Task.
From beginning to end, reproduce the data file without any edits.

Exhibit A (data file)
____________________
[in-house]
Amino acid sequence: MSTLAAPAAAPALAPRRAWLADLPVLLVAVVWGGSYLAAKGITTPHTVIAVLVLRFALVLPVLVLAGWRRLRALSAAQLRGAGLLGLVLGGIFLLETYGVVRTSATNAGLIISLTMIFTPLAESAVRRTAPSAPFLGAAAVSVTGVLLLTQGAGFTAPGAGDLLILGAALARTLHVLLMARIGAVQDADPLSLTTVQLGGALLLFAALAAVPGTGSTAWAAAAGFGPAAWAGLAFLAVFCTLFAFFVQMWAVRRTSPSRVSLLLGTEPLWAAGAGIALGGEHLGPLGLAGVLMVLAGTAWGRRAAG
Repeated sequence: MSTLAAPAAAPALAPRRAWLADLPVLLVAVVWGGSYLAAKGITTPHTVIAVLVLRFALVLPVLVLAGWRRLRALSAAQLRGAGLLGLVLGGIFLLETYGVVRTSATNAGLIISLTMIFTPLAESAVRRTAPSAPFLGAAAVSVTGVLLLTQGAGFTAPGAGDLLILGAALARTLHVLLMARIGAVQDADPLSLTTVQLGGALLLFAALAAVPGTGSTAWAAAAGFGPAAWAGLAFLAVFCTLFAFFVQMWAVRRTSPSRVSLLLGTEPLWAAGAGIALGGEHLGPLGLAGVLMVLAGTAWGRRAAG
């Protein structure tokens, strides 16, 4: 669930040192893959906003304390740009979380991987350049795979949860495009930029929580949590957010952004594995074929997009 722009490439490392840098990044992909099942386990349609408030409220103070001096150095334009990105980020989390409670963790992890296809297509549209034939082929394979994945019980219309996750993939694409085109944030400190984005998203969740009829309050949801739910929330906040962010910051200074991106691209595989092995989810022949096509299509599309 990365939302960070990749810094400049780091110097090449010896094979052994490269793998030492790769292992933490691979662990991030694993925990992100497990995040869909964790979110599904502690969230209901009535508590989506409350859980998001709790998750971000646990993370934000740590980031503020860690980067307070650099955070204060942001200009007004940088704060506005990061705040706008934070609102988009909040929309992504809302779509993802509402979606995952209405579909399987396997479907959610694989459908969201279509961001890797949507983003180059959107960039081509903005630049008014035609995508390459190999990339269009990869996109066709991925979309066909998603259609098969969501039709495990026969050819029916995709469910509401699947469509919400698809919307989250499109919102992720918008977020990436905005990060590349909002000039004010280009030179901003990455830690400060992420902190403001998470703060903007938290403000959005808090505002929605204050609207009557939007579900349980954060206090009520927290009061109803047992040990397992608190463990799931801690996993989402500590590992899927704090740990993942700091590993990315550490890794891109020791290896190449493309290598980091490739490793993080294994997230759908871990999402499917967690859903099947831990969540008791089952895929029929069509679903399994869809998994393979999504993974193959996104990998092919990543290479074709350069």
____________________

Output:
[in-house]
Amino acid sequence: MSTLAAPAAAPALAPRRAWLADLPVLLVAVVWGGSYLAAKGITTPHTVIAVLVLRFALVLPVLVLAGWRRLRALSAAQLRGAGLLGLVLGGIFLLETYGVVRTSATNAGLIISLTMIFTPLAESAVRRTAPSAPFLGAAAVSVTGVLLLTQGAGFTAPGAGDLLILGAALARTLHVLLMARIGAVQDADPLSLTTVQLGGALLLFAALAAVPGTGSTAWAAAAGFGPAAWAGLAFLAVFCTLFAFFVQMWAVRRTSPSRVSLLLGTEPLWAAGAGIALGGEHLGPLGLAGVLMVLAGTAWGRRAAG
Repeated sequence: MSTLAAPAAAPALAPRRAWLADLPVLLVAVVWGGSYLAAKGITTPHTVIAVLVLRFALVLPVLVLAGWRRLRALSAAQLRGAGLLGLVLGGIFLLETYGVVRTSATNAGLIISLTMIFTPLAESAVRRTAPSAPFLGAAAVSVTGVLLLTQGAGFTAPGAGDLLILGAALARTLHVLLMARIGAVQDADPLSLTTVQLGGALLLFAALAAVPGTGSTAWAAAAGFGPAAWAGLAFLAVFCTLFAFFVQMWAVRRTSPSRVSLLLGTEPLWAAGAGIALGGEHLGPLGLAGVLMVLAGTAWGRRAAG
């Protein structure tokens, strides 16, 4: 669930040192893959906003304390740009979380991987350049795979949860495009930029929580949590957010952004594995074929997009 722009490439490392840098990044992909099942386990349609408030409220103070001096150095334009990105980020989390409670963790992890296809297509549209034939082929394979994945019980219309996750993939694409085109944030400190984005998203969740009829309050949801739910929330906040962010910051200074991106691209595989092995989810022949096509299509599309 990365939302960070990749810094400049780091110097090449010896094979052994490269793998030492790769292992933490691979662990991030694993925990992100497990995040869909964790979110599904502690969230209901009535508590989506409350859980998001709790998750971000646990993370934000740590980031503020860690980067307070650099955070204060942001200009007004940088704060506005990061705040706008934070609102988009909040929309992504809302779509993802509402979606995952209405579909399987396997479907959610694989459908969201279509961001890797949507983003180059959107960039081509903005630049008014035609995508390459190999990339269009990869996109066709991925979309066909998603259609098969969501039709495990026969050819029916995709469910509401699947469509919400698809919307989250499109919102992720918008977020990436905005990060590349909002000039004010280009030179901003990455830690400060992420902190403001998470703060903007938290403000959005808090505002929605204050609207009557939007579900349980954060206090009520927290009061109803047992040990397992608190463990799931801690996993989402500590590992899927704090740990993942700091590993990315550490890794891109020791290896190449493309290598980091490739490793993080294994997230759908871990999402499917967690859903099947831990969540008791089952895929029929069509679903399994869809998994393979999504993974193959996104990998092919990543290479074709350069």